“Being involved keeps me sharp,” said Shinti. “I also like to nurture new talent and show the world how awesome we [incarcerated people] are.”
Some workshops at MTC allow for co-teaching opportunities. Kelton O’Connor and Arthur Jackson, the latter of whom is also an MTC employee, currently teach a workshop together on diabetes justice. In their class, students sit in a circle to discuss the intersection of food and environmental justice.
“This class is designed to encourage people to start advocating for solutions to global warming,” said Jackson. Outside of class, Jackson and O’Connor also advocate for more fresh food in prisons. “A lot of what we eat, especially meat, contributes to destroying the ozone layer,” Jackson said.
MTC workshops also provide an educational space for incarcerated students and teachers to process traumatic experiences. Harry C. Goodall’s course, “Maturing In Modern Times: Overcoming Educational Trauma,” helps incarcerated students develop their emotional intelligence to uncover, understand, and overcome their educational trauma. Educational trauma can stem from being bullied by teachers or students, having low self-esteem and grades, and other harmful academic experiences due to behavioral issues, problems at home, or learning disabilities. For many incarcerated individuals, these experiences defined their early education. Goodall’s course helps students move past stigmas around learning disabilities and regain confidence and control over their education.
MTC’s extracurricular courses coincide with the recent reinstatement of Pell Grants for incarcerated people. Pell Grants provide federally funded education for students with “exceptional financial need.” The U.S. Department of Education originally offered these federal funds to incarcerated students, but the 1994 Violent Crime Control and Law Enforcement Act decimated prison education programs for more than two decades. In 2015, former President Barack Obama restored an experimental version of Pell Grants for incarcerated people, and in 2021, President Joe Biden restored them in their entirety.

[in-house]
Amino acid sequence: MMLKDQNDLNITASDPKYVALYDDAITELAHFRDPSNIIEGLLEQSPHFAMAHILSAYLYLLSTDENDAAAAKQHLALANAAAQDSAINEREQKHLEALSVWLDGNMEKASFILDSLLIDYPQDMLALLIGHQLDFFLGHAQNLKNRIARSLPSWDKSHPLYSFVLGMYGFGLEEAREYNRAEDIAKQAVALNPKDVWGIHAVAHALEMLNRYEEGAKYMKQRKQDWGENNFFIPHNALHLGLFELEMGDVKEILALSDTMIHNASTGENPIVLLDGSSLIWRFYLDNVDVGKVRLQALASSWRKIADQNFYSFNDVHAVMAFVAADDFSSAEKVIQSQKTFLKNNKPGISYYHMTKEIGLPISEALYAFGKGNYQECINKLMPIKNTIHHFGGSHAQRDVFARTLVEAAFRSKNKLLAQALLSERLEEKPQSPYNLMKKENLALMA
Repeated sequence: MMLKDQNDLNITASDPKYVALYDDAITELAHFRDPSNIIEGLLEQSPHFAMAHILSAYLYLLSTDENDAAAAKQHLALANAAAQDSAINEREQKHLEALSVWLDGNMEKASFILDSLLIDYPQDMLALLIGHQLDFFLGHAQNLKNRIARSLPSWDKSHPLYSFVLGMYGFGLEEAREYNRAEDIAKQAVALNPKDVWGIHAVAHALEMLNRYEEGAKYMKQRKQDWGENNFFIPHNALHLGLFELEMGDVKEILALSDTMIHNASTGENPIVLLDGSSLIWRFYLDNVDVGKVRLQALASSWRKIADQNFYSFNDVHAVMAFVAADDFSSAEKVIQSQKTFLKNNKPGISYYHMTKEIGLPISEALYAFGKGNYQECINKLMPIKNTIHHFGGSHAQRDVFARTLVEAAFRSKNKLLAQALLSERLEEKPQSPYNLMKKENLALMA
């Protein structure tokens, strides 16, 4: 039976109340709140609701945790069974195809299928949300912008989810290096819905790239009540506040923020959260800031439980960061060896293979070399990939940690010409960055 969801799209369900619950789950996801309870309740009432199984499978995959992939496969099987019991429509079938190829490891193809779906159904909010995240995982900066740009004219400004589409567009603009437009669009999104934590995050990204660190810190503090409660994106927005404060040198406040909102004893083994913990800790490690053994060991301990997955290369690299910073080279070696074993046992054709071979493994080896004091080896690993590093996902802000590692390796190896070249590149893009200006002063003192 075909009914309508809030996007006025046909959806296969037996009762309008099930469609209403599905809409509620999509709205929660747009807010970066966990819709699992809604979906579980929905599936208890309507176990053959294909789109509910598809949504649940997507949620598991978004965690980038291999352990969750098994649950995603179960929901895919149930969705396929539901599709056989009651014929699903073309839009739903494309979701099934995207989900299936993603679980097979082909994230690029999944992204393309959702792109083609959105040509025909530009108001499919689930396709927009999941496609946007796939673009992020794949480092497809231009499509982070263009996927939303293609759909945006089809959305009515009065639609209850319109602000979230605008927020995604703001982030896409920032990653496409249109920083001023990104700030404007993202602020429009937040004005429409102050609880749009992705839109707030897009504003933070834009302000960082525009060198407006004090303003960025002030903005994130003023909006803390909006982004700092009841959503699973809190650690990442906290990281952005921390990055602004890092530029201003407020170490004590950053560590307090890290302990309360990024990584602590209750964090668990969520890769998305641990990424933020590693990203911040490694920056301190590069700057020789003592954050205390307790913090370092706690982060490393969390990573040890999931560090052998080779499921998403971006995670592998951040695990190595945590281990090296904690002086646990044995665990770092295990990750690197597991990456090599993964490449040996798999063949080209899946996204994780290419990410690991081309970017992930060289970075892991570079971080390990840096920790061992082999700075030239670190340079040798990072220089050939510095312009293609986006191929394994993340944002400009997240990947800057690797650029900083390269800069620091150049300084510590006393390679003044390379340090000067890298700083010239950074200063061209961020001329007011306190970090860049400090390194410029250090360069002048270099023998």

Fortunately, as a nonprofit supported by private donations and grants, MTC is not reliant on federal funding to provide students with free education. “In general, historically, public funding for prison rehabilitation has depended on political tides—politicians move to eliminate it as a way to be ‘tough on crime,’” said Jamgochian, who said she supports any type of prison education but values the advantages MTC has as an independent institution.
Despite the divergent challenges and benefits that independent and federally funded prison education programs encounter, both must approach restoring education, dignity, and respect to incarcerated people with thought, caution, and—in Jamgochian’s words—“an eye to equity and maintaining high standards.”
As colleges like MTC launch new initiatives, incarcerated people will regain not only their right to an education but also the opportunity to educate others. Peer teaching can facilitate greater understanding, support, and comfort between teachers and students. These efforts also boost the confidence and self-esteem of those leading the courses, who have a wealth of knowledge and experience worth sharing.
“I had low self-esteem growing up that I used gang activity and leadership to conceal,” Newman said “Now I am a teacher, a leader, and that has made my self-esteem go through the roof. I feel like I can do anything I want in life with these skill sets.”
The Right to Write (R2W) project is an editorial initiative where Prism works with incarcerated writers to share their reporting and perspectives across our verticals and coverage areas. Learn more about R2W and how to pitch here.